French: court blocks immigration law

The French Constitutional Council has declared more than a third of the provisions in the country's new immigration law to be unconstitutional. Most had been added to the law at the behest of the conservative Les Républicains party. Three articles, including the planned immigration quotas, were rejected due to content, and 32 due to lacking reference to the original draft.

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La Vanguardia (ES) /

A victory for Macron?

The French government should not rejoice too soon, says La Vanguardia:

“This judgement was expected by President Macron. He himself brought the text before the Constitutional Council. ... Now the president can promulgate the law without the most controversial articles. The government may have celebrated a victory, but Macron has not emerged in a good position, because he knew that the adopted text contained unconstitutional points and passed it anyway. ... The Council's decision comes at an important and sensitive moment in France. ... Social discontent is widespread. ... The ruling on the immigration law has revealed a legislative botch-up that could take its toll in the European elections in June.”

Libération (FR) /

More resolve needed in defence of constitutional principles

The Council should have insisted even more resolutely on respect for the constitution, Libération criticises:

“When everything is going down the drain, when parliament, the prime minister and the president are all getting in each other's way, there must be at least one institution that calls a spade a spade. The Constitutional Council should have been that institution and maintained that France's constitutional identity is the principle of equality, which prohibits discrimination on the basis of origin, race or religion. And the principle of fraternity, which prohibits making it an offence to provide assistance to illegal immigrants. In short, an institution that says that the censured provisions are not just legislative forays, but legislative missiles remotely controlled to destroy the Declaration of the Rights of Man and of the Citizen.”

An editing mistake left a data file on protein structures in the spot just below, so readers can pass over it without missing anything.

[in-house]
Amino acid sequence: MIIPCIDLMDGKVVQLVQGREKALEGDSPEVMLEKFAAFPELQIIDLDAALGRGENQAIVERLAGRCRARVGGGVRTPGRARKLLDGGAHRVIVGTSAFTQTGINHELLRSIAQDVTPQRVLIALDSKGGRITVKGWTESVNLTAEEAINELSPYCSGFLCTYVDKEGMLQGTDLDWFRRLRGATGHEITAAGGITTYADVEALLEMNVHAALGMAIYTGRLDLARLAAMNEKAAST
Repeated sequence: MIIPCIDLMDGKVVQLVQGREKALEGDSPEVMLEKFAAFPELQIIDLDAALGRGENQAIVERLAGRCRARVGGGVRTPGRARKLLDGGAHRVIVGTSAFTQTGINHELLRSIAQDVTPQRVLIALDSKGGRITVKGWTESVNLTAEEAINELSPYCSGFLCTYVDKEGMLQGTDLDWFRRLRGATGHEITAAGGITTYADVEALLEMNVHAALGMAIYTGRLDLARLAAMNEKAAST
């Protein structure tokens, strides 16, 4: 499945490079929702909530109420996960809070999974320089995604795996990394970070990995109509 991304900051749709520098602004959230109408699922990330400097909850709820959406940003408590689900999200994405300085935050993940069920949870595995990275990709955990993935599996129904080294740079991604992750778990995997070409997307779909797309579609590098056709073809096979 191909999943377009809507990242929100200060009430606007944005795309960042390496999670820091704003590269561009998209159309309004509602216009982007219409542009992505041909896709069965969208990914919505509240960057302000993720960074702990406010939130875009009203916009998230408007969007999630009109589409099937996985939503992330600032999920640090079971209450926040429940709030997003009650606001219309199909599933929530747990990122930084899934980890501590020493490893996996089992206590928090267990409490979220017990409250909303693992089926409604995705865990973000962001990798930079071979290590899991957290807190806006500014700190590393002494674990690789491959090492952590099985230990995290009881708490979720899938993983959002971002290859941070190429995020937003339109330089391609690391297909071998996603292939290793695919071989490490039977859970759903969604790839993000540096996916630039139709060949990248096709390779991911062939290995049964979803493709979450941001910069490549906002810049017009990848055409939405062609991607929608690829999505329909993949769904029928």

De Volkskrant (NL) /

Giving Le Pen credibility

Macron's move with the Constitutional Council plays into the hands of the far-right Rassemblement National, warns De Volkskrant:

“The Council's decision gave Marine Le Pen the chance to insult the judges who ignored the will of 'the people'. The episode shows once again how weak Macron's position has become. ... Macron has moved further and further to the right to slow down the advance of the Rassemblement National. ... But this is a risky strategy. ... It helps the far right to gain legitimacy and credibility. Macron was elected twice to prevent Le Pen from taking power. Now he must be careful not to pave the way for a Le Pen victory in 2027.”

Le Monde (FR) /

A disastrous balance sheet

Macron's tactics ultimately only help the far right, Le Monde also complains:

“A muddled law with potentially minimum consequences; a majority damaged by months of controversy over the far right's favourite issues; constitutional judges who have limited the damage but ultimately end up as scapegoats. ... Who can be happy about such poor results, apart from the leader of the Rassemblement National, who dreams of turning 'the people' against 'the judges' and blowing up the safeguards of the constitution and the EU in order to legalise discrimination and xenophobia, disfigure the republic and discredit France's image?”